Furthermore, Boo Radley symbolizes how judgmental people can be. We are quick to make assumptions without any true information. It is a societal comment on how harsh humans can be.
Readers learn a lot from understanding the character of Boo Radley. This is why To Kill a Mockingbird has been received so well.
Who did Boo Radley Kill?
Boo Radley killed Bob Ewell. It comes to light that Tate is trying to protect Boo Radley. However, readers of the book often come up with other theories.
Is Boo Radley Black?
Boo Radley is in fact white. Although this isn’t explicitly stated, there are many clues that insinuate this. It is important to keep in mind that the novel takes place in the 1930’s.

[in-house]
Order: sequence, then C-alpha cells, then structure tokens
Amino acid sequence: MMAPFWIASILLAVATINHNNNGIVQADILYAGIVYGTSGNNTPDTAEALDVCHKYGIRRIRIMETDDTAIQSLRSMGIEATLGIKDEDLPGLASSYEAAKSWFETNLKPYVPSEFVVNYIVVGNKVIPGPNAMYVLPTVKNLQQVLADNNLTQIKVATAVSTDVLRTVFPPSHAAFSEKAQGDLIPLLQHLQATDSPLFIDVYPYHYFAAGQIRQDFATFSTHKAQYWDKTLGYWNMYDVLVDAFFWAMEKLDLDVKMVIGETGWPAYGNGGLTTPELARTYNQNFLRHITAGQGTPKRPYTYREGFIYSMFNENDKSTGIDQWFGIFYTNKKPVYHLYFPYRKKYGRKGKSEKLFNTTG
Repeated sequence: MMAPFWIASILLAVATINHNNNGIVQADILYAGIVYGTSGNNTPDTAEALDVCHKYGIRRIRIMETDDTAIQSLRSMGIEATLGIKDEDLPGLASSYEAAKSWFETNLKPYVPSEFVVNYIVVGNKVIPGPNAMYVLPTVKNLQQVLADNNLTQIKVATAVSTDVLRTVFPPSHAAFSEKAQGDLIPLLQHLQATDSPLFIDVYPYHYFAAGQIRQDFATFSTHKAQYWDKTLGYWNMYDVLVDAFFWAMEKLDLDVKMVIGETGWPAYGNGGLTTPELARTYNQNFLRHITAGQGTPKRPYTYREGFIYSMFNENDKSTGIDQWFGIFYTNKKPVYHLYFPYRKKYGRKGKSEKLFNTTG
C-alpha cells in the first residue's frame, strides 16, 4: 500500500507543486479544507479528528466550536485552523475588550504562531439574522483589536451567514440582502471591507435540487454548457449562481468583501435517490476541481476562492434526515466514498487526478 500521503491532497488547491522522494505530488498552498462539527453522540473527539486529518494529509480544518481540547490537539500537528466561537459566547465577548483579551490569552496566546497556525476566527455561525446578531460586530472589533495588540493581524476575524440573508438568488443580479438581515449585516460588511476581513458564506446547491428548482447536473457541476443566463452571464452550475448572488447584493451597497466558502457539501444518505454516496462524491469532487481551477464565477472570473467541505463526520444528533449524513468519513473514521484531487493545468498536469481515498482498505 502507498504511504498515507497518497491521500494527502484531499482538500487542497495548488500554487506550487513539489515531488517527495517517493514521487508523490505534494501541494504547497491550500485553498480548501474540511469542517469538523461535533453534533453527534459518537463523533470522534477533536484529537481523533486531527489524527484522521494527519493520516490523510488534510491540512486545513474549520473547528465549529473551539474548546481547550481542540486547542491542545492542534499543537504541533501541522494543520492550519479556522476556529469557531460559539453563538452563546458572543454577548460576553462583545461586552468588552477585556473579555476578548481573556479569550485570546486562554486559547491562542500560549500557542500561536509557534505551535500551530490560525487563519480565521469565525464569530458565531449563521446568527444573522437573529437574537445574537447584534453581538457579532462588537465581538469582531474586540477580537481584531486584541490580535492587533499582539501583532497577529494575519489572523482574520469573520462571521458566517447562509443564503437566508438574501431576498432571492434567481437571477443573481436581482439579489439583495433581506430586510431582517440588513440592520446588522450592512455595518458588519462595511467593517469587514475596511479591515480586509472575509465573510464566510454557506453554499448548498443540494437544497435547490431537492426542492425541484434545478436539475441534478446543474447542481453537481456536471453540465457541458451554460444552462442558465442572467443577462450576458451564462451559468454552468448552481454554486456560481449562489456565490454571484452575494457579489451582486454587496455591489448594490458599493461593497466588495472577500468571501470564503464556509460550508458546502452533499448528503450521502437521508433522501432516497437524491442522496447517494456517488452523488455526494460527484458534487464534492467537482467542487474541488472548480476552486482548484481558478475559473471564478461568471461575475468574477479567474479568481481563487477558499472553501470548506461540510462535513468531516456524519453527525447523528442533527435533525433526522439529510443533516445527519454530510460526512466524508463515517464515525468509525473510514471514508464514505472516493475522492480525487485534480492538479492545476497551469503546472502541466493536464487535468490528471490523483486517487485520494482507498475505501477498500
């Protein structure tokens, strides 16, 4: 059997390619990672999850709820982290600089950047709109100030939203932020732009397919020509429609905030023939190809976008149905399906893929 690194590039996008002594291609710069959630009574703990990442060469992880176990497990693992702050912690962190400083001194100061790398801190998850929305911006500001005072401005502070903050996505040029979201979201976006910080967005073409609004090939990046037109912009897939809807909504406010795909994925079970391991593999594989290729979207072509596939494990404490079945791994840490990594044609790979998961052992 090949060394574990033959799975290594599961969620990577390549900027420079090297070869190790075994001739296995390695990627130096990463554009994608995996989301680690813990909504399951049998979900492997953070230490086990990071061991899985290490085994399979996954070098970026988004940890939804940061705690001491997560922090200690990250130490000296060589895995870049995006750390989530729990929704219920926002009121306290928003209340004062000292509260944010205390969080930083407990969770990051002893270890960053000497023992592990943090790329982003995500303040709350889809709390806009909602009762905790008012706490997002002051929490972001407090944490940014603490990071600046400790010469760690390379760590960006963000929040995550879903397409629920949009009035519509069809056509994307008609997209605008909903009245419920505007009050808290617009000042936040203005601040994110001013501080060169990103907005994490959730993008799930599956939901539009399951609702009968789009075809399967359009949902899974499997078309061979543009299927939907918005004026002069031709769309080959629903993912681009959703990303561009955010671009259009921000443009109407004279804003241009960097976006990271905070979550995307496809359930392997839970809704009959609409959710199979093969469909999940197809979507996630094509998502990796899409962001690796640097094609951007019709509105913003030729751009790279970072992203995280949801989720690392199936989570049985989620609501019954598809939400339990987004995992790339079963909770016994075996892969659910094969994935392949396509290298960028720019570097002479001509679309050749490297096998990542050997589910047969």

We know that the Finch family is white. The Radley’s live down the street from the Finch family. Segregation was still in place in the 1930’s. Therefore, it would be very unlikely that a black family would live down the street from a white one.
There were also hints that Boo Radley went to school. For example, Boo placed a spelling medal in a knothole. This was on a tree for Jem and Scout. Black children didn’t have this privilege at the time.
There is no doubt that To Kill a Mockingbird has greatly influenced American literature. It has become a classic novel that is taught in many schools.
This is because the book encompasses various themes. These themes are often difficult to talk about. Harper Lee articulates this all beautifully.